To contact us:                                                                                                   

Calvary Episcopal Church
667 Mount Road
Aston, PA       19014

25 Pentecost - Proper 26
November 2, 2008
The Rev. Kristine Hill
667 Mount Road, Aston, PA   19014                                                 610-459-2013
Small Parish - Big Heart
The little church you've been looking for!
Our Mission:

To worship
the Lord

To serve the

To grow the
Revelation 7:9-17
1 John 3:1-3
Matthew 5:1-12
The Rev. Kristine Hill, Interim Rector
The  candle  on  the  altar  is  in  remembrance  of  the  saints  who  have  died  since  last  
year’s  All  Saints  Sunday.   It  stands-out    here-in-the-room  because  it  is  alone,  it  is  
lit,  and  its  light   draws  our  eyes, our  attention.  The  flicker  of  a  flame  is  intriguing  
--  we  could  watch  it  glow,  dance  or  burn  silently  for  long,  quiet  minutes  and  still  
be  fascinated  by  its  form.   And  yet  a candle  is  a  common  object  -  just  wax  and  a  
wick.   For  that  reason  it  makes  a  good  symbol  of  the  saints  --  common  people  
who  somehow  stand  apart,  not  in  a  flashy  way,  but  in  the  small,  every  day  things  
of  life.   Today  is  All  Saints  Sunday,  the  day  we  remember  those  who  died  trusting  
in  the  Lord,  the  unnamed  saints  along  with  the  well-known.   The  saints,  together  
--  (whether  we  sing  their  names  in  the  verses  of  our  hymns  or  not)  --  glow  like  a  
candle;  they  are  subtly  different,  just-noticeably  unlike  “life  as  usual”  in  this  world.  
The  saints  are  a  light,  however  modest,  that  shines  in  the  darkness  --  or  perhaps  
in  the  ‘sameness’  --  of  daily  life  on  earth.

Jesus  led  his  disciples  up  a  mountain,  where  he  sat  down.  His  disciples  
approached  him,  as  they  would  a  royal  figure  -  which  this  ‘new  Moses’  was  --  and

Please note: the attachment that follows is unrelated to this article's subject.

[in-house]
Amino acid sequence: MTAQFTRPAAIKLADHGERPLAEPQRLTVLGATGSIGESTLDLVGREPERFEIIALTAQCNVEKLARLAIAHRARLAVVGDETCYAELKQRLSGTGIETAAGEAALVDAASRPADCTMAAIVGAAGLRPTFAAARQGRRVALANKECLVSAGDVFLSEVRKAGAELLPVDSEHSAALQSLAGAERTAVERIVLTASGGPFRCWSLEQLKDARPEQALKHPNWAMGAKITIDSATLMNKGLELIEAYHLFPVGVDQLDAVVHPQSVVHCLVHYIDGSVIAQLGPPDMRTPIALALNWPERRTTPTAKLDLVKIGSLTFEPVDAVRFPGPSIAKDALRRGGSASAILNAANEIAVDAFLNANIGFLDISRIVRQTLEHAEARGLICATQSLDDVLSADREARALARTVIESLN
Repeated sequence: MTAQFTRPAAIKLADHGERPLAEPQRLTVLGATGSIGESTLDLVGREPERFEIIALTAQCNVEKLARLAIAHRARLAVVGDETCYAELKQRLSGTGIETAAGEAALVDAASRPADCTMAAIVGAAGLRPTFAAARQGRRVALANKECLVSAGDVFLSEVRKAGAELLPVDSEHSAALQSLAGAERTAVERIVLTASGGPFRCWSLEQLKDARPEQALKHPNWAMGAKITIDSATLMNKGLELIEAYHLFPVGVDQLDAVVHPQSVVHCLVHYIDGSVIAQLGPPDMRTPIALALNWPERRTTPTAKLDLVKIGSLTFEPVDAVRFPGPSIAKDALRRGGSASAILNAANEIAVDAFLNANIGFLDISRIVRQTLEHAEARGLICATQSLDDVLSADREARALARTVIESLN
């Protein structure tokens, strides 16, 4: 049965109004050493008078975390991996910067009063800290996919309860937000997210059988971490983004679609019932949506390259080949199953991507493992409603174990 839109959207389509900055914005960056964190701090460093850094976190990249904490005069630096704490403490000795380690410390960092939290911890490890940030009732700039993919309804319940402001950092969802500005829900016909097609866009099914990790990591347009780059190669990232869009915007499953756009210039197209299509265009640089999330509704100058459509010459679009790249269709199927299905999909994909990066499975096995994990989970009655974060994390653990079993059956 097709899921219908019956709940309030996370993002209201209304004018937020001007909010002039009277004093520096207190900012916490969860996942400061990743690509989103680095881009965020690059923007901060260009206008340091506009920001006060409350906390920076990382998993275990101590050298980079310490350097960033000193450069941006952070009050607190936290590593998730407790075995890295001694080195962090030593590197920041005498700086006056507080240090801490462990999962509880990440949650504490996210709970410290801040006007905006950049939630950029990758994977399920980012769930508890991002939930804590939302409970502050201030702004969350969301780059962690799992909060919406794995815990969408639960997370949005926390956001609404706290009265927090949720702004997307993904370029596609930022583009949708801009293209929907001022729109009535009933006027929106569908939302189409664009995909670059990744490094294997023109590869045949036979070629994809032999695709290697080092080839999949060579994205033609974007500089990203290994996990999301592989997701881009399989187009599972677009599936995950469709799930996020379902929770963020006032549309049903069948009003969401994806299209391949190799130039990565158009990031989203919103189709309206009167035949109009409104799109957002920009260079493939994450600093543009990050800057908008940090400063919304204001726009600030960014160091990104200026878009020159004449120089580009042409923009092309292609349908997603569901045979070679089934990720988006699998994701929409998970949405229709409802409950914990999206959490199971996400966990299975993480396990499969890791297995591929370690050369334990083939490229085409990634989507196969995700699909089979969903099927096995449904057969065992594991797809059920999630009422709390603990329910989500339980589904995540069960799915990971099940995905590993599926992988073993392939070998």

Jesus  opened  his  mouth  and  began  to  teach  them  saying…  “blessed  are  the  poor  
in  spirit.”   It  is  important  that  we  grasp  the  context  here.  Jesus  is  on  a  mountain,  
the  place  where  servants  of  God  go  to  encounter  God,  where  godly  people  go  to  
be  in  touch  with  God.   Jesus  is  high  above,  in the  realm  where  God  reigns,  and  
when  he  sits  we  might  imagine  him  on  his  throne.  These  signs  are  intentional;  
Matthew  means  for  us  to  see  in  these  hints, “Jesus  the  King.”  So  that  when  
Jesus  begins  to  speak  about  who  is  blessed,  we  will  also  understand  that  he  is  
describing  what  life  is  like  in  his  kingdom.    It’s  pretty  different  from   life  here.   
“Blessed  are  the  poor  in  spirit.”

As  I  drove  home  from  church  last  Sunday,  still  in  my  clergy  clothes,  I  noticed  a  
blue  truck  in  the  left  lane  that  had  just  passed  me,  was  slowing  down.   The  
person  in  the  passenger’s  seat  was  holding  a  spiral  notebook  up  to  the  window.     
I  didn’t  pay  it  much  mind  because  I  was  trying  to  get  home  --  this  was  on  the  
blue  route,  and,   by  the  way…  I  have  an  Obama  bumper-sticker  on  my  car.   
Anyway…  this  truck  kept  slowing  down  until  it  was  right  alongside  me.  I  was  
puzzled  why  he  had  slowed  down  so  much  in  the  left-hand  lane,  so  I  glanced  
over  and  saw  that  the  sheet of paper  in  the  window  was  a  crudely  hand-written  
sign  with  the  “F”  word  and  then  Obama’s  name.   Well… I  figured  that  was  for  me,  
so  my  first  impulse  was  to    ‘converse  with  him  in  sign  language,’  you   
understand…    But  something  quickly  suppressed  that  idea  inside  me --  and  I’ve  
very  glad  it  did.  It  might  have  been  because  I  was  wearing  my  collar,  but  I  
refrained  from  any  gestures  and  just  kept  driving.   After  a  moment  to  reflect,  I  
was  so  grateful,  so  relieved  I  had  not  responded  in  kind.    How  would  such  a  
gesture  have  honored  God,  or  honored  either  candidate  running  for  president?   
Clearly,  not  at  all.   But,  you  see,  it  felt  as  if  I  avoided  it  by  this  much.     (fingers
barely apart).  

Sitting  there  on  the  mountain  with  his  disciples  at  his  feet,  Jesus  announces  the  
nature  of  his  rule.  “Blessed  are  the  pure  in  heart.”   It  isn’t  that  those  in  the